Figure 1. Dendrites with dichotomous branching and distinct terminal bulbs are a classic presentation in herpes simplex. (Sources: Sonal Tuli, MD)

Considering its rate of infection—estimated to be 67 percent of the global population under age 501—herpes simplex will continue to manifest ocularly with a range of complications and risks to patients.

Herpes simplex virus type 1, primarily transmitted by oral contact, commonly infects people as children, with a lifelong risk of symptomatic or asymptomatic viral shedding.2 In many, HSV-1 will show up as a cold sore or fever blister, but ocular symptoms can present as blepharitis, conjunctivitis, epithelial keratitis, stromal keratitis, endotheliitis, iritis, trabeculitis and retinitis.3 Herpes simplex keratitis and herpes zoster ophthalmicus each pose significant risk to a person’s vision, making accurate diagnosis crucial to its treatment and ongoing prevention.

We spoke with several cornea specialists about what you should look for in order to properly diagnose ocular herpes and which treatment methods show the most success.


Making a Diagnosis

Pain isn’t one of the primary complaints patients will have when it comes to herpes simplex keratitis. “They’ll come in with either red eye, blurred vision or light sensitivity,” says Sonal Tuli, MD, MEd, a professor and chair of the department of ophthalmology at the University of Florida. On the other hand, zoster presents with very distinct skin lesions, redness and swelling, and patients will have a tingling, painful sensation. “It can initially be misdiagnosed as just a rash or an allergy or bacterial infection, but then patients will get these blisters that break down and cause crusting and scarring. Then, it’s pretty obvious it’s zoster,” Dr. Tuli says.

Knowing what to look for during the exam will help you determine the type of virus. “If it’s on the surface of the cornea, this is classically what people see in the textbook as a herpes simplex dendrite. It’s a very specific appearance—you can’t miss it,” says Bennie Jeng, MD, chair of the department of ophthalmology and director of the Scheie Eye Institute at Penn Medicine in Philadelphia. 

Epithelial keratitis presents with linear dendrites with branches featuring distinct terminal bulbs. To confirm this diagnosis, fluorescein stain should be used for the center of the dendrites and rose bengal on the periphery, says Dr. Tuli. “That’s the classic dendrite staining. The problem with simplex is it doesn’t just cause dendrites—it can cause infection in any of the layers of the cornea, and even in the anterior chamber,” she says. “Those become a little harder to diagnose because the stromal inflammation can be missed. It may manifest as these little hazy patches in the cornea, and if you don’t treat that, then blood vessels can start growing into the cornea and cause pannus or interstitial keratitis.”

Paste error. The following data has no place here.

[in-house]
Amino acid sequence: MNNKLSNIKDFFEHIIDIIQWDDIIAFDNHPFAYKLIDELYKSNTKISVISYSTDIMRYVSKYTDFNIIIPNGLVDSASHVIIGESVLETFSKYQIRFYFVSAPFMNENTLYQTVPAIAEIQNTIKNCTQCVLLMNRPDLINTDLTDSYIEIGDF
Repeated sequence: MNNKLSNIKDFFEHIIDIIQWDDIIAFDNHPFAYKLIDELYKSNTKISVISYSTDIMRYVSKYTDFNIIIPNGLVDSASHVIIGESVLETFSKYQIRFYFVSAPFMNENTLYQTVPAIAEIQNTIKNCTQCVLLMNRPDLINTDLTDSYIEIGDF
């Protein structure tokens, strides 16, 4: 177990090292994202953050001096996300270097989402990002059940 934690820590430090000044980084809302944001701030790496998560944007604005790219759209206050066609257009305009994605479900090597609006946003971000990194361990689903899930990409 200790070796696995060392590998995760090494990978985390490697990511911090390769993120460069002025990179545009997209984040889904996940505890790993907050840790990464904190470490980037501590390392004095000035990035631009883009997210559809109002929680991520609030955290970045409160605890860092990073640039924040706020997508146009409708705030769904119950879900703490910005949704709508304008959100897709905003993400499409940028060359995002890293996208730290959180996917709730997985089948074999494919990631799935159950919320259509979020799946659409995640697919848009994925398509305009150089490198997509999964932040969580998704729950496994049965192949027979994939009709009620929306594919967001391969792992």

Dendrites for HZO look subtly different. “Zoster dendrites, referred to as pseudodendrites, have tapered edges and lack the distinct terminal bulbs,” says Deepinder K. Dhaliwal, MD, LAc, a professor of ophthalmology at the University of Pittsburgh. 

Asking patients the right questions can help narrow down the diagnosis. “When you get stromal involvement of the middle of the cornea and you get herpes stromal keratitis, it can be virtually impossible to tell which virus is causing the inflammation because it looks identical,” Dr. Jeng says. “Ask the patient’s history: Have you ever had a dendrite before; have you had zoster on the skin before? Those things will point to having one diagnosis or the other. Both can cause endotheliitis, so it’s also virtually impossible to tell which virus is causing it just by looking at it.”

Figure 2. Nummular keratitis appears as coin-shaped lesions in the middle of the stroma as a sign of inflammation, which is often managed with steroids.

If any doubt exists, ordering a herpes PCR is a good idea. Alan Carlson, MD, a professor of ophthalmology and chief of corneal and refractive surgery at Duke Eye  Center, says he’ll order a PCR if there’s a question whether the infection is herpetic. “I do recommend obtaining a PCR test, which has replaced the culture, if it’s active epithelial herpes, and if it’s stromal keratitis, I’ll often get a blood test for HSV-1 and HSV-2 because I’ve had several patients now who were able to come off of chronic antiviral medication because they were serologically negative for this virus,” Dr. Carlson says.